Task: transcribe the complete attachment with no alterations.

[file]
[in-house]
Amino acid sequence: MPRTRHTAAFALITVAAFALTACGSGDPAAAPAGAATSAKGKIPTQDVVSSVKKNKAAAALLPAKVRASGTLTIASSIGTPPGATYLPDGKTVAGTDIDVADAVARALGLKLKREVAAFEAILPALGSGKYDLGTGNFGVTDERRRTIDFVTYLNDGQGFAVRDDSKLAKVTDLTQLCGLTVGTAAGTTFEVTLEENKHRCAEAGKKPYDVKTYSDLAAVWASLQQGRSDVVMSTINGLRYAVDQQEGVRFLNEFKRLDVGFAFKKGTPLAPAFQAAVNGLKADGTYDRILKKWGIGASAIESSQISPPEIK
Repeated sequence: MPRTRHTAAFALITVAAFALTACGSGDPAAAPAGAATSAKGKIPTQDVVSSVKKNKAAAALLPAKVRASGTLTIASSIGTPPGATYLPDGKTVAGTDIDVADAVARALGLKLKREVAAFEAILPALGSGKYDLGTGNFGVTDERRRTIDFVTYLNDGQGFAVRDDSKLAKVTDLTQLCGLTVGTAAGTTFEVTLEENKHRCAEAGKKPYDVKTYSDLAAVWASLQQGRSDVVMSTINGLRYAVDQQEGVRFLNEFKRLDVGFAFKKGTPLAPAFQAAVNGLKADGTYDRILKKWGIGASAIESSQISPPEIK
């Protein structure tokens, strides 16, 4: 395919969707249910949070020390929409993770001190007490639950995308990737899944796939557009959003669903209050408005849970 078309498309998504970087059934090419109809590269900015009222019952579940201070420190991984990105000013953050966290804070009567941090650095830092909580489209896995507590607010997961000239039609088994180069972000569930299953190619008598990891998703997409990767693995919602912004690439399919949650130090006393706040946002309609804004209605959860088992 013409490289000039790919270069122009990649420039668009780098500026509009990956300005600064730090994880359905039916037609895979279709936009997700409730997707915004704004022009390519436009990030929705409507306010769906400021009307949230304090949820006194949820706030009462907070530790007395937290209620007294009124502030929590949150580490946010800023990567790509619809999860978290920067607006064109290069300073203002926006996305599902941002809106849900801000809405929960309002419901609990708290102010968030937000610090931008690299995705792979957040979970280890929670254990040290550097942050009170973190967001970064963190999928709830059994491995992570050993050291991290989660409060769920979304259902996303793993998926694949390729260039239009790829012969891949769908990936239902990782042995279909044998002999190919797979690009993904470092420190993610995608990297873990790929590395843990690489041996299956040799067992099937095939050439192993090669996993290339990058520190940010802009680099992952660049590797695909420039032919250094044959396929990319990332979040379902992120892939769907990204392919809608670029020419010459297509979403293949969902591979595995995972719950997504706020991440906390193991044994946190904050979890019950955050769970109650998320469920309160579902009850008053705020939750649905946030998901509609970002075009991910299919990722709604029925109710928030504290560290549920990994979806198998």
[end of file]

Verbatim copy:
[in-house]
Amino acid sequence: MPRTRHTAAFALITVAAFALTACGSGDPAAAPAGAATSAKGKIPTQDVVSSVKKNKAAAALLPAKVRASGTLTIASSIGTPPGATYLPDGKTVAGTDIDVADAVARALGLKLKREVAAFEAILPALGSGKYDLGTGNFGVTDERRRTIDFVTYLNDGQGFAVRDDSKLAKVTDLTQLCGLTVGTAAGTTFEVTLEENKHRCAEAGKKPYDVKTYSDLAAVWASLQQGRSDVVMSTINGLRYAVDQQEGVRFLNEFKRLDVGFAFKKGTPLAPAFQAAVNGLKADGTYDRILKKWGIGASAIESSQISPPEIK
Repeated sequence: MPRTRHTAAFALITVAAFALTACGSGDPAAAPAGAATSAKGKIPTQDVVSSVKKNKAAAALLPAKVRASGTLTIASSIGTPPGATYLPDGKTVAGTDIDVADAVARALGLKLKREVAAFEAILPALGSGKYDLGTGNFGVTDERRRTIDFVTYLNDGQGFAVRDDSKLAKVTDLTQLCGLTVGTAAGTTFEVTLEENKHRCAEAGKKPYDVKTYSDLAAVWASLQQGRSDVVMSTINGLRYAVDQQEGVRFLNEFKRLDVGFAFKKGTPLAPAFQAAVNGLKADGTYDRILKKWGIGASAIESSQISPPEIK
């Protein structure tokens, strides 16, 4: 395919969707249910949070020390929409993770001190007490639950995308990737899944796939557009959003669903209050408005849970 078309498309998504970087059934090419109809590269900015009222019952579940201070420190991984990105000013953050966290804070009567941090650095830092909580489209896995507590607010997961000239039609088994180069972000569930299953190619008598990891998703997409990767693995919602912004690439399919949650130090006393706040946002309609804004209605959860088992 013409490289000039790919270069122009990649420039668009780098500026509009990956300005600064730090994880359905039916037609895979279709936009997700409730997707915004704004022009390519436009990030929705409507306010769906400021009307949230304090949820006194949820706030009462907070530790007395937290209620007294009124502030929590949150580490946010800023990567790509619809999860978290920067607006064109290069300073203002926006996305599902941002809106849900801000809405929960309002419901609990708290102010968030937000610090931008690299995705792979957040979970280890929670254990040290550097942050009170973190967001970064963190999928709830059994491995992570050993050291991290989660409060769920979304259902996303793993998926694949390729260039239009790829012969891949769908990936239902990782042995279909044998002999190919797979690009993904470092420190993610995608990297873990790929590395843990690489041996299956040799067992099937095939050439192993090669996993290339990058520190940010802009680099992952660049590797695909420039032919250094044959396929990319990332979040379902992120892939769907990204392919809608670029020419010459297509979403293949969902591979595995995972719950997504706020991440906390193991044994946190904050979890019950955050769970109650998320469920309160579902009850008053705020939750649905946030998901509609970002075009991910299919990722709604029925109710928030504290560290549920990994979806198998």